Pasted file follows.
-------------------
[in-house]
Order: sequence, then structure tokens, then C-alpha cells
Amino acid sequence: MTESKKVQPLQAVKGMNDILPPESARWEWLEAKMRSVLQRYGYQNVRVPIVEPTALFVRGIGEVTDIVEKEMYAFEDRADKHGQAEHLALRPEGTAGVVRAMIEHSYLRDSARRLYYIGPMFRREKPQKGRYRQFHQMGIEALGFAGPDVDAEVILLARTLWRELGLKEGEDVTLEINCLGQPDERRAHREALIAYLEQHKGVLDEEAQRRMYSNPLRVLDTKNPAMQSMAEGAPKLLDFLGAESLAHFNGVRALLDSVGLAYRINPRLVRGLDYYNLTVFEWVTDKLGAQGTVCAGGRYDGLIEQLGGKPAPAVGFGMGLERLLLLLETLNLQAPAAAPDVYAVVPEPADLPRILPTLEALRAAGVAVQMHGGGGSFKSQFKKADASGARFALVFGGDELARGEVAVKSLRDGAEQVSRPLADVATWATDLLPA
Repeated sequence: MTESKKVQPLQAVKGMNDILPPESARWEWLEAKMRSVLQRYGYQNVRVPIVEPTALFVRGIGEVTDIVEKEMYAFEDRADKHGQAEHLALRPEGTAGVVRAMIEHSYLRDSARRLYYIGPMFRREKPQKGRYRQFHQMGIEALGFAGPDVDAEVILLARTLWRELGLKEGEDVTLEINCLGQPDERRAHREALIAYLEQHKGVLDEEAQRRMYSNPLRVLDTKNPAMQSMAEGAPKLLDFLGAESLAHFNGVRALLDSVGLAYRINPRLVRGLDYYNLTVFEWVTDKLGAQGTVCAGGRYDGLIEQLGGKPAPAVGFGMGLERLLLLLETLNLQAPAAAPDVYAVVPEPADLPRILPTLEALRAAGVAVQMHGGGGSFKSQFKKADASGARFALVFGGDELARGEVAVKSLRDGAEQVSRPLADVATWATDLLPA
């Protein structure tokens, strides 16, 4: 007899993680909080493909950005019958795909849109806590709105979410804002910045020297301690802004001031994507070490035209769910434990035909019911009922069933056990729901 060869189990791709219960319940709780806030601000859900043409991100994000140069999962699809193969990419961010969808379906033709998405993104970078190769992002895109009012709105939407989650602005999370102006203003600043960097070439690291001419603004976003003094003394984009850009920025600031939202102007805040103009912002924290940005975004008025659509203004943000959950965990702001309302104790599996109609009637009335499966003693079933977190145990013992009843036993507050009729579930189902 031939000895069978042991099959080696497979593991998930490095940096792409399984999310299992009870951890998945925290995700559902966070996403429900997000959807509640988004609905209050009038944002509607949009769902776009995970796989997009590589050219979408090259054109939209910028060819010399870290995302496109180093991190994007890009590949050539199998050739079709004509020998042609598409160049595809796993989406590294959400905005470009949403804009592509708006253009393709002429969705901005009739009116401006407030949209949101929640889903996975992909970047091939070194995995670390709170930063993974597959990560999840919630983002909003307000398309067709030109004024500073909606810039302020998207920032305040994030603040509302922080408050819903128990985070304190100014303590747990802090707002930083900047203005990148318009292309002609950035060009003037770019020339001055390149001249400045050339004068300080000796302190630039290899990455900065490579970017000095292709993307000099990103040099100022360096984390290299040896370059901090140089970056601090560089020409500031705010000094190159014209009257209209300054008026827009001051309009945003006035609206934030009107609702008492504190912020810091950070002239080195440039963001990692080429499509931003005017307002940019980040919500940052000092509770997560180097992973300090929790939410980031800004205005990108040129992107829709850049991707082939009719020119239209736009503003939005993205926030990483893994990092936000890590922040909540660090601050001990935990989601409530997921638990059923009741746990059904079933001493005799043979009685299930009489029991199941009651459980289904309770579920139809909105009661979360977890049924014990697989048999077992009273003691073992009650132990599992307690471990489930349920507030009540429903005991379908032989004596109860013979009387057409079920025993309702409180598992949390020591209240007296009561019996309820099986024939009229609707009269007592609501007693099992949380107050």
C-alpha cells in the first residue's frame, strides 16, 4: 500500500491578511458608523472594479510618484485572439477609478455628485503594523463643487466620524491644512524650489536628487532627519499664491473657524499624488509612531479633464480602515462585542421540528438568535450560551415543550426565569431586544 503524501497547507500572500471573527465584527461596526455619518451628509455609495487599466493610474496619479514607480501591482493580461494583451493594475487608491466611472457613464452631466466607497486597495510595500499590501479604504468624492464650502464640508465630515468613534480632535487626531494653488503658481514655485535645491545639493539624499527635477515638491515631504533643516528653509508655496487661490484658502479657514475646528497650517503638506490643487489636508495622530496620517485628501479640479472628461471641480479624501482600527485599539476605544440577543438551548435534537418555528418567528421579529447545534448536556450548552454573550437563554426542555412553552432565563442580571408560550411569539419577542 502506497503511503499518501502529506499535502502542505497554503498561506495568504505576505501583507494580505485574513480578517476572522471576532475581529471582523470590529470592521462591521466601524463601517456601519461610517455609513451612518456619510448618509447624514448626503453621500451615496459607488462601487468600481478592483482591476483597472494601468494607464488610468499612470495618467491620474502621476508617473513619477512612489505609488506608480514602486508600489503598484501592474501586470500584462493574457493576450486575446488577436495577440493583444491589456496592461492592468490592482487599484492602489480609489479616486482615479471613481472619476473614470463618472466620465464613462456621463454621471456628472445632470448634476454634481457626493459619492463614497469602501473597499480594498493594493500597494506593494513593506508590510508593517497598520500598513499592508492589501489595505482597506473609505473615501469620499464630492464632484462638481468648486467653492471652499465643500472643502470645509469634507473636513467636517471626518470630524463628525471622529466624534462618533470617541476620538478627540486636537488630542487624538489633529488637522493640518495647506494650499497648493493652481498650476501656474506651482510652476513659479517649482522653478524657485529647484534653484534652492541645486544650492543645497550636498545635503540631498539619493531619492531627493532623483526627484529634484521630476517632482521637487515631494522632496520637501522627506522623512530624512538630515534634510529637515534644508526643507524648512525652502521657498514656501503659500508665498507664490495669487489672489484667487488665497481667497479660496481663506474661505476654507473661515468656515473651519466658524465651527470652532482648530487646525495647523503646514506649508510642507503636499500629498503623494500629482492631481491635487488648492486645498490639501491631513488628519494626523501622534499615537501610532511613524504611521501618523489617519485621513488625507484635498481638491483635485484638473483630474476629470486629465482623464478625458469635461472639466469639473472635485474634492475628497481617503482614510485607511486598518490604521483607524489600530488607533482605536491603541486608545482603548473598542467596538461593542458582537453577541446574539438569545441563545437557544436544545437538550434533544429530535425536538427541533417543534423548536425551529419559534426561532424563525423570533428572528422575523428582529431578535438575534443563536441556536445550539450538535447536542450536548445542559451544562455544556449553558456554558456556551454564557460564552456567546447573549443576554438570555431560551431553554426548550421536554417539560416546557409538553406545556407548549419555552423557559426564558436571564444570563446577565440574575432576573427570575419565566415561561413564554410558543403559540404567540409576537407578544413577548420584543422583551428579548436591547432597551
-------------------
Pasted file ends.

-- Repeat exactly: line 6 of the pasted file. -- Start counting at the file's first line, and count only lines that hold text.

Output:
C-alpha cells in the first residue's frame, strides 16, 4: 500500500491578511458608523472594479510618484485572439477609478455628485503594523463643487466620524491644512524650489536628487532627519499664491473657524499624488509612531479633464480602515462585542421540528438568535450560551415543550426565569431586544 503524501497547507500572500471573527465584527461596526455619518451628509455609495487599466493610474496619479514607480501591482493580461494583451493594475487608491466611472457613464452631466466607497486597495510595500499590501479604504468624492464650502464640508465630515468613534480632535487626531494653488503658481514655485535645491545639493539624499527635477515638491515631504533643516528653509508655496487661490484658502479657514475646528497650517503638506490643487489636508495622530496620517485628501479640479472628461471641480479624501482600527485599539476605544440577543438551548435534537418555528418567528421579529447545534448536556450548552454573550437563554426542555412553552432565563442580571408560550411569539419577542 502506497503511503499518501502529506499535502502542505497554503498561506495568504505576505501583507494580505485574513480578517476572522471576532475581529471582523470590529470592521462591521466601524463601517456601519461610517455609513451612518456619510448618509447624514448626503453621500451615496459607488462601487468600481478592483482591476483597472494601468494607464488610468499612470495618467491620474502621476508617473513619477512612489505609488506608480514602486508600489503598484501592474501586470500584462493574457493576450486575446488577436495577440493583444491589456496592461492592468490592482487599484492602489480609489479616486482615479471613481472619476473614470463618472466620465464613462456621463454621471456628472445632470448634476454634481457626493459619492463614497469602501473597499480594498493594493500597494506593494513593506508590510508593517497598520500598513499592508492589501489595505482597506473609505473615501469620499464630492464632484462638481468648486467653492471652499465643500472643502470645509469634507473636513467636517471626518470630524463628525471622529466624534462618533470617541476620538478627540486636537488630542487624538489633529488637522493640518495647506494650499497648493493652481498650476501656474506651482510652476513659479517649482522653478524657485529647484534653484534652492541645486544650492543645497550636498545635503540631498539619493531619492531627493532623483526627484529634484521630476517632482521637487515631494522632496520637501522627506522623512530624512538630515534634510529637515534644508526643507524648512525652502521657498514656501503659500508665498507664490495669487489672489484667487488665497481667497479660496481663506474661505476654507473661515468656515473651519466658524465651527470652532482648530487646525495647523503646514506649508510642507503636499500629498503623494500629482492631481491635487488648492486645498490639501491631513488628519494626523501622534499615537501610532511613524504611521501618523489617519485621513488625507484635498481638491483635485484638473483630474476629470486629465482623464478625458469635461472639466469639473472635485474634492475628497481617503482614510485607511486598518490604521483607524489600530488607533482605536491603541486608545482603548473598542467596538461593542458582537453577541446574539438569545441563545437557544436544545437538550434533544429530535425536538427541533417543534423548536425551529419559534426561532424563525423570533428572528422575523428582529431578535438575534443563536441556536445550539450538535447536542450536548445542559451544562455544556449553558456554558456556551454564557460564552456567546447573549443576554438570555431560551431553554426548550421536554417539560416546557409538553406545556407548549419555552423557559426564558436571564444570563446577565440574575432576573427570575419565566415561561413564554410558543403559540404567540409576537407578544413577548420584543422583551428579548436591547432597551